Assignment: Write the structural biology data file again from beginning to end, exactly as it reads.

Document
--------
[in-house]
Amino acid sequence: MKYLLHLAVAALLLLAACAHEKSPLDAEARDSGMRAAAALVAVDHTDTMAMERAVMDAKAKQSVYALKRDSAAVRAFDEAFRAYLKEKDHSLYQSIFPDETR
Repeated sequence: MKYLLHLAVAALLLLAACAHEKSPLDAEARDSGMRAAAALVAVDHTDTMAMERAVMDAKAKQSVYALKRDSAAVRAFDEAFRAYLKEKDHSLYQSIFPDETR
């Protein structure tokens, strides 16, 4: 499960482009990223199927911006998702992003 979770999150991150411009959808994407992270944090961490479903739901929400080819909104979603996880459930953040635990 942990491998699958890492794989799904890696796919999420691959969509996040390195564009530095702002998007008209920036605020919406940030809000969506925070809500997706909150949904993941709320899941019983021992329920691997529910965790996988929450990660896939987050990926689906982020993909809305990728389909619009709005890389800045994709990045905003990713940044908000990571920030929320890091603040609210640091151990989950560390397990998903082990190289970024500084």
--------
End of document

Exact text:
[in-house]
Amino acid sequence: MKYLLHLAVAALLLLAACAHEKSPLDAEARDSGMRAAAALVAVDHTDTMAMERAVMDAKAKQSVYALKRDSAAVRAFDEAFRAYLKEKDHSLYQSIFPDETR
Repeated sequence: MKYLLHLAVAALLLLAACAHEKSPLDAEARDSGMRAAAALVAVDHTDTMAMERAVMDAKAKQSVYALKRDSAAVRAFDEAFRAYLKEKDHSLYQSIFPDETR
């Protein structure tokens, strides 16, 4: 499960482009990223199927911006998702992003 979770999150991150411009959808994407992270944090961490479903739901929400080819909104979603996880459930953040635990 942990491998699958890492794989799904890696796919999420691959969509996040390195564009530095702002998007008209920036605020919406940030809000969506925070809500997706909150949904993941709320899941019983021992329920691997529910965790996988929450990660896939987050990926689906982020993909809305990728389909619009709005890389800045994709990045905003990713940044908000990571920030929320890091603040609210640091151990989950560390397990998903082990190289970024500084």